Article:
Getting Data In

How to force splunk to index new files quickly?


How do I force splunk to index new files in the directory that is being monitored immediately? sometimes it takes really long for it to detect/index new files.



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Splunk Employee
Splunk Employee

How many files in the directory (and below), how many are "actively" written, and what version of Splunk is the forwarder (assuming there is a forwarder, otherwise the component that reads the files)

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Splunk Employee
Splunk Employee

How many files are you monitoring in that directory? Is it a sub directory of a parent directory being monitored?

If there are lots (hundreds/thousands) of files in the directory, then Splunk has to cycle through all of them to detect change. If it makes sense, applying a whitelist for more targeted monitoring may help with speeding change detection. Or configure a single input per file/source in the directory instead of monitoring the entire directory.

Additionally, a more drastic approach is to consider increasing the number of file descriptors Splunk uses for monitoring inputs. The default is 32 FDs, which means Splunk uses a sliding window of 32 files to check for change at any given time. Try increasing (doubling or tripling) this to see if it helps. But you should try the other options first.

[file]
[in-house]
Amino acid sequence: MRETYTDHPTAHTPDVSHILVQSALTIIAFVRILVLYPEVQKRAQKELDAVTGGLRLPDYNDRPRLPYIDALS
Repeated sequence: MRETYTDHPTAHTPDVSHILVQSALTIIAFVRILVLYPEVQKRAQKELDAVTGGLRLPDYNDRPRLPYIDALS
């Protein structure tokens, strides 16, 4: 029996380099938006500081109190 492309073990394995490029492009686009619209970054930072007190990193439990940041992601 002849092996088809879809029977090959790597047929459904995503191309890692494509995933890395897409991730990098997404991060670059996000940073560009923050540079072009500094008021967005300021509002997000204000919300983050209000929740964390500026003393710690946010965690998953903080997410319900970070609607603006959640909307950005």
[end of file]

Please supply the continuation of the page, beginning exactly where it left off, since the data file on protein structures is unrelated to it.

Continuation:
This parameter is controlled in limits.conf:

max_fd = <integer>
* Maximum number of file descriptors that Splunk can use in the Select Processor.
* The maximum value honored is half the current number of allowed file descriptors per process. (ulimit -n /setrlimit NOFILES)
* If a value chosen is higher than the maximum allowed value, the maximum value is used instead.
* Defaults to 32.

Splunk Employee
Splunk Employee

The 'cycling' behavior has changed a lot in version 4.1+ (from 4.0.x and down). From there, files that have not been updated recently are checked less and less frequently. Thus you can have many static or old rolled copies in the directory with minimal performance impact. Of course, this could work against you in perverse circumstances, but in practice is fine.

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